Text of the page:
Sunday was a beautiful day. Coreopsis are blooming now as we near the summer solstice, crowds of brilliant, Porsche yellow flowers along the roadsides. Driving to Kehl Lake in the morning, David and I stopped to watch a hawk “making lazy circles in the sky.” Out on the lake was a loon, alerting us to its presence with a distinctive cry.
Sorrow remains within me like a closed box, the contents of which I know so well there’s no need to keep checking. Still, sometimes one wants—one deliberately opens the past and lifts out, one by one, its small, radiant objects. One suddenly thinks of sorrow with fondness, the way it keeps on being itself, no matter how it’s been anatomized, analyzed. Sorrow is easy to love, actually, the way it asserts its own clear presence that one can’t dispute, can’t wish away, for the way it insists on being included, along with everything else.
My longing joined up with a more universal longing that year: we girls turned equine, galloping across the ruts of the playground whinnying and neighing in our sleek bodies that were filling with a new, animal energy we could only call horse.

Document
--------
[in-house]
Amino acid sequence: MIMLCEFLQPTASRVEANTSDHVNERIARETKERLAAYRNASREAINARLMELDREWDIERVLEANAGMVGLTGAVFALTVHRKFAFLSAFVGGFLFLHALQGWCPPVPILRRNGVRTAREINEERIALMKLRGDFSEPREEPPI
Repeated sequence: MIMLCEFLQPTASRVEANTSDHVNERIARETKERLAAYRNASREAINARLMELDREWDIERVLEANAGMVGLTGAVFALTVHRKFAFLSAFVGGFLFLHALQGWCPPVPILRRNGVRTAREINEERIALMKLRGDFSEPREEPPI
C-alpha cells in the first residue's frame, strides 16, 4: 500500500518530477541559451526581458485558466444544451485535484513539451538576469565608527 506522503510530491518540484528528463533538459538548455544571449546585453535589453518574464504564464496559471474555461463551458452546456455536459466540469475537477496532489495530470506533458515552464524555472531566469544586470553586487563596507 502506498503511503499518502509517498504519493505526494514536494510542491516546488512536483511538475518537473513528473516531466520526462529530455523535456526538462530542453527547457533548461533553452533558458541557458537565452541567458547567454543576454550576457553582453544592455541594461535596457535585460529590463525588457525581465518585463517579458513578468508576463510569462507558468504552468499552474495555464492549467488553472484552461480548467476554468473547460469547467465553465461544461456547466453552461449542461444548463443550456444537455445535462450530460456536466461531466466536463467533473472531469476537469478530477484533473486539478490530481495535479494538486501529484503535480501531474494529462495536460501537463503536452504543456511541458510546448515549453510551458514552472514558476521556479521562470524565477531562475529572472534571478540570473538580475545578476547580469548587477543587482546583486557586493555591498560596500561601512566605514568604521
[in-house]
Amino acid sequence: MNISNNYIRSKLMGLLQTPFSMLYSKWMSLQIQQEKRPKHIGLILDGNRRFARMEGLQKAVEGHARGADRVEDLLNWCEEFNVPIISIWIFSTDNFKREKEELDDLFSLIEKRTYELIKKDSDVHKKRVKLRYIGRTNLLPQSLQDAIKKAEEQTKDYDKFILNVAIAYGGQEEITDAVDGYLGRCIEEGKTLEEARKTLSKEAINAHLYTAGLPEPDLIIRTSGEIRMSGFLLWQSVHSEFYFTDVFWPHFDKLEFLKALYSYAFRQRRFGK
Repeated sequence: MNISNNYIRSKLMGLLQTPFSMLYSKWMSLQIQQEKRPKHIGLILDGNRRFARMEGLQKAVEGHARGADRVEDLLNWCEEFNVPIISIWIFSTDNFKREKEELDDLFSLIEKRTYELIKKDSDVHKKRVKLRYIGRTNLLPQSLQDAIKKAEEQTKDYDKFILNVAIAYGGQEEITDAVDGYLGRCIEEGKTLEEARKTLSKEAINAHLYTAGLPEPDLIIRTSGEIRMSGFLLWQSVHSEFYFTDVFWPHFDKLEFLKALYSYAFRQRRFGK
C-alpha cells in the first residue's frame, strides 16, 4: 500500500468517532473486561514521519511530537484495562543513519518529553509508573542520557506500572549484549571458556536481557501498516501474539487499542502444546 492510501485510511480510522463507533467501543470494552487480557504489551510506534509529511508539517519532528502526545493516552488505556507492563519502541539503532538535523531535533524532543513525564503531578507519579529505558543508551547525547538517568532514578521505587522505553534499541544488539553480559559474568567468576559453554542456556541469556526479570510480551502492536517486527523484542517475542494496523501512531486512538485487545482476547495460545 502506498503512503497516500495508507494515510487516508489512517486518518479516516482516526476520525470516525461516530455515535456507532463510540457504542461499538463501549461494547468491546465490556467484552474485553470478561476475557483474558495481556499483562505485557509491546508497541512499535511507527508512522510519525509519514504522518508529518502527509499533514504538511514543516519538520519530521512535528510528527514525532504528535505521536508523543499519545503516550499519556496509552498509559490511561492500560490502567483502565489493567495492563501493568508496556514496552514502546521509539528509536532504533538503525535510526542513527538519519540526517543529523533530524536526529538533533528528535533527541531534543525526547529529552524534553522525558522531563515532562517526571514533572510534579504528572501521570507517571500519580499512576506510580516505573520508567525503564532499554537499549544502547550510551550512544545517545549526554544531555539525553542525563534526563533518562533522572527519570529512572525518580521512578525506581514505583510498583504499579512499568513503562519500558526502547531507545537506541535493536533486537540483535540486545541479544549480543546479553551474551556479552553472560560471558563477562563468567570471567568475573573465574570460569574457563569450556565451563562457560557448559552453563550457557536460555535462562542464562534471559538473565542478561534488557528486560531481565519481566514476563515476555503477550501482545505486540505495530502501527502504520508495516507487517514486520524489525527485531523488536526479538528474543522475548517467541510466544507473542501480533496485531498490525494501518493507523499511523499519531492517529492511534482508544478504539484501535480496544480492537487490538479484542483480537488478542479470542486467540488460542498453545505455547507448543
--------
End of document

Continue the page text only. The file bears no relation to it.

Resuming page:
I catch an updraft; it is good to have back the old dream of flying. I am molecular, carried on drifts like a Chagall figure, nobody’s pain hurting me, not even my own. The sequence happens over and over, as if I am trying out how to do it, or if I really want to leave so much behind.
You present your life to yourself. You give it a happier ending, make a shapeliness of it. Then art sends you back to memory, where it came from. You can’t have the original, which maybe never was the right thing, but you can have this. And soft, the little wisps, rising from the lake: the angels, the annunciation. You have to bow your head, to receive it, all of it, down on you, its sheer trumpets, clarinets, the joy of its French horns.